Funnily enough, the best Christmas present I got this year wasn’t actually something I was given, instead it was something I gave to someone else. This present was a long time in the making, for some years my father has wanted an ice cream maker. Now my father is a good man, a good man who loves food and is a very adventurous, exciting person to eat with. He’s also someone who loves to collect kitchen gadgets, if it’s shiny and goes in the kitchen he thinks it would be a good thing to have. What he is not however, is a man who cooks. So whenever he brought it up this desire to acquire an ice cream maker we would have the following conversation:
“I’d love an ice cream machine”
“But you’ll never use it. I’ll use it. You will never use it.”
“Yes I will; I’d love to make my own ice cream.”
This is a conversation that had been going on for years. So finally this year, my sisters and I got together to make his dream a reality. Purchased in secret and hidden away until Christmas, when he finally opened it we made him promise that he would use it, and that it wouldn’t sit undisturbed in the box for years like his pasta machine. So it was dutifully unpacked, and recipes were researched, and shining and happy, our brand new Cuisineart Ice Cream maker joined the bench along with our other gadgets.
It’s nearly March now and as anticipated, he hasn’t used it. I’ve used it. He has never used it.
But I don’t care because oh how I have used it. I had no idea that these babies were so much fun. I started out small, making strawberry and framboise ice cream, but soon after that things started getting weird. I have a list of flavours waiting to be made that includes but isn’t limited to:
- Chocolate and rosemary
- Lavender shortbread
- Brown butter
- Gin and tonic sorbet
I’ve limited myself to making two batches a month maximum because honestly, otherwise I would be eating ice cream for every meal and pretty soon things would spiral out of control. Out of my experiments so far, I’ve had two particularly successful flavours.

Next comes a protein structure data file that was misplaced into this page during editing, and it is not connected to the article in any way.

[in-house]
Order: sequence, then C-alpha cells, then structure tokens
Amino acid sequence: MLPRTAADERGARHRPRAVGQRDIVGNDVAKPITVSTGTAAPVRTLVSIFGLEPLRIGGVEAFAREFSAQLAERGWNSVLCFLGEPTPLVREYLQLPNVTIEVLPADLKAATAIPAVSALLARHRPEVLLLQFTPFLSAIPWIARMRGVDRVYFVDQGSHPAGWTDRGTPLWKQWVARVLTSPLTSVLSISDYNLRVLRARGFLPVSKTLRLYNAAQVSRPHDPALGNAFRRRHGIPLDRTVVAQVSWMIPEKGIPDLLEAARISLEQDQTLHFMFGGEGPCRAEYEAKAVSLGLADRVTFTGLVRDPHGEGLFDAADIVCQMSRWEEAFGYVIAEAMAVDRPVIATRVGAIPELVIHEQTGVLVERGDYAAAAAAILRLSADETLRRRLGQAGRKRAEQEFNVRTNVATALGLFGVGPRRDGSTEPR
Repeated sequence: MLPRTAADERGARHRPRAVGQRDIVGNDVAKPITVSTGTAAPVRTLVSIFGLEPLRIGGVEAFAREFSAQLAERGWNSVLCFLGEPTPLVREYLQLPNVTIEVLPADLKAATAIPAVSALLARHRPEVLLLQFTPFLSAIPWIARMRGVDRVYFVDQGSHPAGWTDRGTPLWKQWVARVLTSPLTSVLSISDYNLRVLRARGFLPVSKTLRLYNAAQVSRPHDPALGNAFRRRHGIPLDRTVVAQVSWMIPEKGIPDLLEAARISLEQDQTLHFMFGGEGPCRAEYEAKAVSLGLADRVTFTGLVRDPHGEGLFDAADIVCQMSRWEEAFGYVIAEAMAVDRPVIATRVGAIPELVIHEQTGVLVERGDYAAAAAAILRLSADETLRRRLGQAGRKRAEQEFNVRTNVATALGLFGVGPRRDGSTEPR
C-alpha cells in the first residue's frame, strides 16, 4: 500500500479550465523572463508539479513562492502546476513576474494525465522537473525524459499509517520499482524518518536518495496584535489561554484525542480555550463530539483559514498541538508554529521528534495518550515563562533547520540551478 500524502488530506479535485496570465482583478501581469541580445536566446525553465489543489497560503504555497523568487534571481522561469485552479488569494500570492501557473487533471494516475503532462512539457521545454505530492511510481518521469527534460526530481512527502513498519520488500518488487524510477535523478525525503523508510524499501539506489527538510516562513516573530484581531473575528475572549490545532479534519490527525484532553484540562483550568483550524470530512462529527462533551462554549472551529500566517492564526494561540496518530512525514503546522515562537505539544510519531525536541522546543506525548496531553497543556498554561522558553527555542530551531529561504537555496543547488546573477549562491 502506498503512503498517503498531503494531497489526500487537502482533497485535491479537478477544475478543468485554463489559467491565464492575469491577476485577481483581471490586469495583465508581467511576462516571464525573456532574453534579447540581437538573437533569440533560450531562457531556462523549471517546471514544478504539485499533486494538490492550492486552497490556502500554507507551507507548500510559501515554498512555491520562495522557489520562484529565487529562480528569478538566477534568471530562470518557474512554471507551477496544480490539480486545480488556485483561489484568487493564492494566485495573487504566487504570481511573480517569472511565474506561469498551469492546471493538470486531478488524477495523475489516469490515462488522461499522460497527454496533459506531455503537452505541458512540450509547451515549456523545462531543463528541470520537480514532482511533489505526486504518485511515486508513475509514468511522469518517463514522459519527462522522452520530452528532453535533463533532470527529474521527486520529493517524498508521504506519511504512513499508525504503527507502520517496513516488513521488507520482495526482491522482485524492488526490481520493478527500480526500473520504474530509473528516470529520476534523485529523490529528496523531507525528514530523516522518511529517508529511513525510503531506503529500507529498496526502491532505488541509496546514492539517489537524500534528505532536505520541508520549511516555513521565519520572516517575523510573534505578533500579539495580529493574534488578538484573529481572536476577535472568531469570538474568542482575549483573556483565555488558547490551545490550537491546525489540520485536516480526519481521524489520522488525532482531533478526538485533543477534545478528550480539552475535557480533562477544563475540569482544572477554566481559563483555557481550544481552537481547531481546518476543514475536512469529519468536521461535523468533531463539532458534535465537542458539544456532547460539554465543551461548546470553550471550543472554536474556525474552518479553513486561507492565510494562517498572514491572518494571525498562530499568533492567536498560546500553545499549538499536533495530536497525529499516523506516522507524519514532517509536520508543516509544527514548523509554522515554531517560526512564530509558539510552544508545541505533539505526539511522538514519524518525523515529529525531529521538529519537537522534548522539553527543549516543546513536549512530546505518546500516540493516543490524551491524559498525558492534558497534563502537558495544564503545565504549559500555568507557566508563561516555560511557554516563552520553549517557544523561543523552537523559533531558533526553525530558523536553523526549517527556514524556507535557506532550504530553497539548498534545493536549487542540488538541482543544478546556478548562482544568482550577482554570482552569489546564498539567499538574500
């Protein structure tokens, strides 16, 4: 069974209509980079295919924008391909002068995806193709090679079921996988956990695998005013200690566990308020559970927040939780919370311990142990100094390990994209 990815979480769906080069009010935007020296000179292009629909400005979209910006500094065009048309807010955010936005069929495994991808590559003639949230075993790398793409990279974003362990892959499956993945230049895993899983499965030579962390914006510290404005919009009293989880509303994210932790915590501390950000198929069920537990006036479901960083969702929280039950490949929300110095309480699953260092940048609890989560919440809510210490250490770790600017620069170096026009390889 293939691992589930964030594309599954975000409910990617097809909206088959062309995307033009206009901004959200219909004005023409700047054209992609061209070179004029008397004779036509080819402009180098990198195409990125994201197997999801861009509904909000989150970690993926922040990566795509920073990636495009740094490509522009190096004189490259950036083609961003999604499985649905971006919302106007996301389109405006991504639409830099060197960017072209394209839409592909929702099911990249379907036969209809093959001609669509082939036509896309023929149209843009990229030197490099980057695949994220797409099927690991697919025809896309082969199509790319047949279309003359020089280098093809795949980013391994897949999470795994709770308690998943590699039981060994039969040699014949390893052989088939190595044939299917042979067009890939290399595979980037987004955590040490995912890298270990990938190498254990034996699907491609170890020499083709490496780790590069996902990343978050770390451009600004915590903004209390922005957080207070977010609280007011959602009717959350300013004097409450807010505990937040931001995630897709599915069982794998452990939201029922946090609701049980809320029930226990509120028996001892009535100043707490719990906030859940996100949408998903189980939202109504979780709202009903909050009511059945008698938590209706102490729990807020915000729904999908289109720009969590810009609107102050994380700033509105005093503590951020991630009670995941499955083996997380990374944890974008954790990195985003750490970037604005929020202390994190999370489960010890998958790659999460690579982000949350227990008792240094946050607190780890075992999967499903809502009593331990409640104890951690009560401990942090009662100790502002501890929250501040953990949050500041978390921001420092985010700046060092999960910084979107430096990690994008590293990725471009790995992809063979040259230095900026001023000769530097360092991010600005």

The first has been my hazelnut caramel ice cream (you might remember it from my five things teaser). This is the ultimate in rich indulgence. Thick, vanilla ice cream with ground hazelnuts blended in with a swirl of hazelnut caramel that is just the right combination of sweet, nutty and savoury to stop things from being too overwhelming. If there is any ice cream that is perfect for winter after a meal of slow braised oxtail, this is the ice cream. Yes, the recipe is a little complicated – but in all honesty it’s not that complex. It’s more just a matter of following step by step instructions that are all by themselves quite simple.
The other is the polar opposite. Matcha ice cream is just barely sweet with a strong green tea flavour that resonates throughout the palate. It’s a lot lighter than the hazelnut caramel and is a great dessert to eat on a hot day when the idea of anything too cloyingly sweet seems like too much to handle. It has a very complex flavour that really tastes of the matcha powder, so if you don’t like matcha you might not like this much. On the other hand, if you do then you will love this. Plus it has an added bonus of being the much simpler of the two recipes.
Hazelnut Caramel Ice Cream